Remind our families of all the preventive measures that we are supposed to teach our children, along with giving them the flu vaccine.

To stay healthy, you need to keep a healthy lifestyle. We really encourage our parents and our children to go to bed on time. Sleep is very important in keeping ourselves healthy. We encourage kids to make the right healthy choices food-wise. The healthier our diets, the healthier our immune system. So, we tell them, “Go green. Let’s eat those veggies. They are very important in our diet.”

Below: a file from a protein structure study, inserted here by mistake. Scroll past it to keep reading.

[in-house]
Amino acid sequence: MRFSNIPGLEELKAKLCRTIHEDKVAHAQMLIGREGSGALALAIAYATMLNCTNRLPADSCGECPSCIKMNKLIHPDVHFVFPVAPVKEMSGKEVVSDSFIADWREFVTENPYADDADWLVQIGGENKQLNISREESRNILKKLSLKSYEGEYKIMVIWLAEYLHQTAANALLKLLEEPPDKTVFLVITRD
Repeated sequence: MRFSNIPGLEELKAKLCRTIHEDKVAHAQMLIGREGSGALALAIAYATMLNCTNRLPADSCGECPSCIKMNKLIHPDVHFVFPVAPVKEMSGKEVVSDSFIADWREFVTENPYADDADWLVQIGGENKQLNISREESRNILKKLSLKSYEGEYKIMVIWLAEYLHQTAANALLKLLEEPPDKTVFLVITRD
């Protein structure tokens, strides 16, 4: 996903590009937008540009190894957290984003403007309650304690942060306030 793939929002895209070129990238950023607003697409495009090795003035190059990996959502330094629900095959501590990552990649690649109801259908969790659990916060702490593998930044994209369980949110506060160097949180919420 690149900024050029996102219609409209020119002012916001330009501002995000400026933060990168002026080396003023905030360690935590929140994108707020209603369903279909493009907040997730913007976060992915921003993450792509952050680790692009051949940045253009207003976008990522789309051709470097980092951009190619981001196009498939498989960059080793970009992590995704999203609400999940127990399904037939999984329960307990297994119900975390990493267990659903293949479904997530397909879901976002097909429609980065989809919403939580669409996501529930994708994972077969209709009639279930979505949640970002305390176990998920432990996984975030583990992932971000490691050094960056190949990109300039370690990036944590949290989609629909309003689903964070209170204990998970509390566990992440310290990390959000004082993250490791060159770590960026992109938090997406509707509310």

Of course we teach everyone that hand-washing is very, very important. Especially when we come from outside, when we prepare food and before we eat, we want to make sure that those hands are as clean as possible.

We also ask our kids to cover their cough. When we’re sick, we don’t want to cough on somebody else, so we tell them, “Be a vampire. Cover your cough.” You can either cough into your sleeve, or sneeze or cough into a tissue. If we don’t have anything available and we end up coughing into our hands, we need to wash those hands.

What is the biggest mistake that parents make when their kids get sick?

Sometimes, we don’t recognize that kids are sick, and we continue our routine and activities at the same pace. That creates problems because we need extra sleep and we need to trim off unnecessary activities when we’re not feeling well.